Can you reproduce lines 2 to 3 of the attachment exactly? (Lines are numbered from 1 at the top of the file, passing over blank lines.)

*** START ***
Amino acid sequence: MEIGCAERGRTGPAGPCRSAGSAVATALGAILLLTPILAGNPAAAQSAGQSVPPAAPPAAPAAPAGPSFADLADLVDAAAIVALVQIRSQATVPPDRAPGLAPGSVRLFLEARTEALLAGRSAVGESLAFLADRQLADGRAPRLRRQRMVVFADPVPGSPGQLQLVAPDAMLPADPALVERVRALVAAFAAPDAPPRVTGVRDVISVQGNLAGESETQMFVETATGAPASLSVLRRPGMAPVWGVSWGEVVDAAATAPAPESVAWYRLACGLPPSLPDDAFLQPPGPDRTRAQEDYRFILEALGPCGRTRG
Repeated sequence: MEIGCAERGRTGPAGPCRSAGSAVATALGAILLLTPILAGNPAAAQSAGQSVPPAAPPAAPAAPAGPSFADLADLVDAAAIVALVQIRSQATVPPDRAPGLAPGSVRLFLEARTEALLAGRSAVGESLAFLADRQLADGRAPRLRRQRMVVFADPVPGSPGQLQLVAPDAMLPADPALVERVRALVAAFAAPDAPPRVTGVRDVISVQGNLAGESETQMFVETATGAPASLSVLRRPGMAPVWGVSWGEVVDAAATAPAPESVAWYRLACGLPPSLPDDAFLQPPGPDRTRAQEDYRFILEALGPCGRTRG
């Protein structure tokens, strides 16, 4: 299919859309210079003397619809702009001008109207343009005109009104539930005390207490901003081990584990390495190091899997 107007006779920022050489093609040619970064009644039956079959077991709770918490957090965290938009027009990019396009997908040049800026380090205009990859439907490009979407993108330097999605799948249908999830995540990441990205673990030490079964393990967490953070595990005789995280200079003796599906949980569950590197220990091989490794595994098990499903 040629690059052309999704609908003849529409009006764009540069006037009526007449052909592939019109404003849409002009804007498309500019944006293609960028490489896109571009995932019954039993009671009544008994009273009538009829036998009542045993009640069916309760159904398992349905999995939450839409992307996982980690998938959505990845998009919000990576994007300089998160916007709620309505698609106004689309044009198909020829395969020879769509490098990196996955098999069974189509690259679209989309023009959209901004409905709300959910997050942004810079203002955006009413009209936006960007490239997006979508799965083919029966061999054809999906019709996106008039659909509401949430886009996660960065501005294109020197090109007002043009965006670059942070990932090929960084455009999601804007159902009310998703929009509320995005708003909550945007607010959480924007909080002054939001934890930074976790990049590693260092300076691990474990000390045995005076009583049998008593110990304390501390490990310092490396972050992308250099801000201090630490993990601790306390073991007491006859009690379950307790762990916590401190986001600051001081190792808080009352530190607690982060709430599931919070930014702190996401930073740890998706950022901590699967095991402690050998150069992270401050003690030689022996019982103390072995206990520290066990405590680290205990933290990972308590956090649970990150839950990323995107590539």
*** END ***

Repeated sequence: MEIGCAERGRTGPAGPCRSAGSAVATALGAILLLTPILAGNPAAAQSAGQSVPPAAPPAAPAAPAGPSFADLADLVDAAAIVALVQIRSQATVPPDRAPGLAPGSVRLFLEARTEALLAGRSAVGESLAFLADRQLADGRAPRLRRQRMVVFADPVPGSPGQLQLVAPDAMLPADPALVERVRALVAAFAAPDAPPRVTGVRDVISVQGNLAGESETQMFVETATGAPASLSVLRRPGMAPVWGVSWGEVVDAAATAPAPESVAWYRLACGLPPSLPDDAFLQPPGPDRTRAQEDYRFILEALGPCGRTRG
């Protein structure tokens, strides 16, 4: 299919859309210079003397619809702009001008109207343009005109009104539930005390207490901003081990584990390495190091899997 107007006779920022050489093609040619970064009644039956079959077991709770918490957090965290938009027009990019396009997908040049800026380090205009990859439907490009979407993108330097999605799948249908999830995540990441990205673990030490079964393990967490953070595990005789995280200079003796599906949980569950590197220990091989490794595994098990499903 040629690059052309999704609908003849529409009006764009540069006037009526007449052909592939019109404003849409002009804007498309500019944006293609960028490489896109571009995932019954039993009671009544008994009273009538009829036998009542045993009640069916309760159904398992349905999995939450839409992307996982980690998938959505990845998009919000990576994007300089998160916007709620309505698609106004689309044009198909020829395969020879769509490098990196996955098999069974189509690259679209989309023009959209901004409905709300959910997050942004810079203002955006009413009209936006960007490239997006979508799965083919029966061999054809999906019709996106008039659909509401949430886009996660960065501005294109020197090109007002043009965006670059942070990932090929960084455009999601804007159902009310998703929009509320995005708003909550945007607010959480924007909080002054939001934890930074976790990049590693260092300076691990474990000390045995005076009583049998008593110990304390501390490990310092490396972050992308250099801000201090630490993990601790306390073991007491006859009690379950307790762990916590401190986001600051001081190792808080009352530190607690982060709430599931919070930014702190996401930073740890998706950022901590699967095991402690050998150069992270401050003690030689022996019982103390072995206990520290066990405590680290205990933290990972308590956090649970990150839950990323995107590539």